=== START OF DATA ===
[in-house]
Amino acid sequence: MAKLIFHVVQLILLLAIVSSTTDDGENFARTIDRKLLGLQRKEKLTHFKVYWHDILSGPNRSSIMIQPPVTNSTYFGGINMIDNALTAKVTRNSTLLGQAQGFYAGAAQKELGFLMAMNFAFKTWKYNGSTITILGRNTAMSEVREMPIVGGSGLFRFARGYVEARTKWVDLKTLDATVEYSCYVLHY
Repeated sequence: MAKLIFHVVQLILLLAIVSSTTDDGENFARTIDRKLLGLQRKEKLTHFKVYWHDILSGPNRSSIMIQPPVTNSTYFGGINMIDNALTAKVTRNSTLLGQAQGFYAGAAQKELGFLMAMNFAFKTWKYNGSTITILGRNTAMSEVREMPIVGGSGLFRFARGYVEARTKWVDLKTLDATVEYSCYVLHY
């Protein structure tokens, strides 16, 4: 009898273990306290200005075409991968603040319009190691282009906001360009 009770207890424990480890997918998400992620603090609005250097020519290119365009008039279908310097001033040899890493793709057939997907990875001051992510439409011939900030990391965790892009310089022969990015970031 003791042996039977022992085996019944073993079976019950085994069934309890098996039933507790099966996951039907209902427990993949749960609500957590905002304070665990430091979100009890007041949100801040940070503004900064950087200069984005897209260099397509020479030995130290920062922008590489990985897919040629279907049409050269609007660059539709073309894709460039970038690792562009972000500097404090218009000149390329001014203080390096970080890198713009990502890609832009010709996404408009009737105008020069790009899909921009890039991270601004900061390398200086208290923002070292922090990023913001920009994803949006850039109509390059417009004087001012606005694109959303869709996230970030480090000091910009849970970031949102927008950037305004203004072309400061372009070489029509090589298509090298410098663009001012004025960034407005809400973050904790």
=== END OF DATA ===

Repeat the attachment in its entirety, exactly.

[in-house]
Amino acid sequence: MAKLIFHVVQLILLLAIVSSTTDDGENFARTIDRKLLGLQRKEKLTHFKVYWHDILSGPNRSSIMIQPPVTNSTYFGGINMIDNALTAKVTRNSTLLGQAQGFYAGAAQKELGFLMAMNFAFKTWKYNGSTITILGRNTAMSEVREMPIVGGSGLFRFARGYVEARTKWVDLKTLDATVEYSCYVLHY
Repeated sequence: MAKLIFHVVQLILLLAIVSSTTDDGENFARTIDRKLLGLQRKEKLTHFKVYWHDILSGPNRSSIMIQPPVTNSTYFGGINMIDNALTAKVTRNSTLLGQAQGFYAGAAQKELGFLMAMNFAFKTWKYNGSTITILGRNTAMSEVREMPIVGGSGLFRFARGYVEARTKWVDLKTLDATVEYSCYVLHY
């Protein structure tokens, strides 16, 4: 009898273990306290200005075409991968603040319009190691282009906001360009 009770207890424990480890997918998400992620603090609005250097020519290119365009008039279908310097001033040899890493793709057939997907990875001051992510439409011939900030990391965790892009310089022969990015970031 003791042996039977022992085996019944073993079976019950085994069934309890098996039933507790099966996951039907209902427990993949749960609500957590905002304070665990430091979100009890007041949100801040940070503004900064950087200069984005897209260099397509020479030995130290920062922008590489990985897919040629279907049409050269609007660059539709073309894709460039970038690792562009972000500097404090218009000149390329001014203080390096970080890198713009990502890609832009010709996404408009009737105008020069790009899909921009890039991270601004900061390398200086208290923002070292922090990023913001920009994803949006850039109509390059417009004087001012606005694109959303869709996230970030480090000091910009849970970031949102927008950037305004203004072309400061372009070489029509090589298509090298410098663009001012004025960034407005809400973050904790």